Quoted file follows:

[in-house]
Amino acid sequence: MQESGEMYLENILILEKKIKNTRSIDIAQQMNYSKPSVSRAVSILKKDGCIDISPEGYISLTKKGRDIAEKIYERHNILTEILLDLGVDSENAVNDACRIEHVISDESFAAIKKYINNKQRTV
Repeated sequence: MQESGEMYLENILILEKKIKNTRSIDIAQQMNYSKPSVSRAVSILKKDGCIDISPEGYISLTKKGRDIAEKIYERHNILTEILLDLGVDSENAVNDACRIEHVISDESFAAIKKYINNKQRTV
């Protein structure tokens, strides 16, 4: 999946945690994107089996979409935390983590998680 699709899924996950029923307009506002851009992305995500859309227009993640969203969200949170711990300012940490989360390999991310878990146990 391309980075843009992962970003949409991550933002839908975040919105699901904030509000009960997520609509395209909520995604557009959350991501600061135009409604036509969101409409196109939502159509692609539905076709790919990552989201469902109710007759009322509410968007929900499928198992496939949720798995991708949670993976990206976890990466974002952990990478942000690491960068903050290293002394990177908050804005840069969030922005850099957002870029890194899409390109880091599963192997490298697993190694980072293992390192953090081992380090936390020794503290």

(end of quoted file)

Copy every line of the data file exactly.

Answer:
[in-house]
Amino acid sequence: MQESGEMYLENILILEKKIKNTRSIDIAQQMNYSKPSVSRAVSILKKDGCIDISPEGYISLTKKGRDIAEKIYERHNILTEILLDLGVDSENAVNDACRIEHVISDESFAAIKKYINNKQRTV
Repeated sequence: MQESGEMYLENILILEKKIKNTRSIDIAQQMNYSKPSVSRAVSILKKDGCIDISPEGYISLTKKGRDIAEKIYERHNILTEILLDLGVDSENAVNDACRIEHVISDESFAAIKKYINNKQRTV
């Protein structure tokens, strides 16, 4: 999946945690994107089996979409935390983590998680 699709899924996950029923307009506002851009992305995500859309227009993640969203969200949170711990300012940490989360390999991310878990146990 391309980075843009992962970003949409991550933002839908975040919105699901904030509000009960997520609509395209909520995604557009959350991501600061135009409604036509969101409409196109939502159509692609539905076709790919990552989201469902109710007759009322509410968007929900499928198992496939949720798995991708949670993976990206976890990466974002952990990478942000690491960068903050290293002394990177908050804005840069969030922005850099957002870029890194899409390109880091599963192997490298697993190694980072293992390192953090081992380090936390020794503290």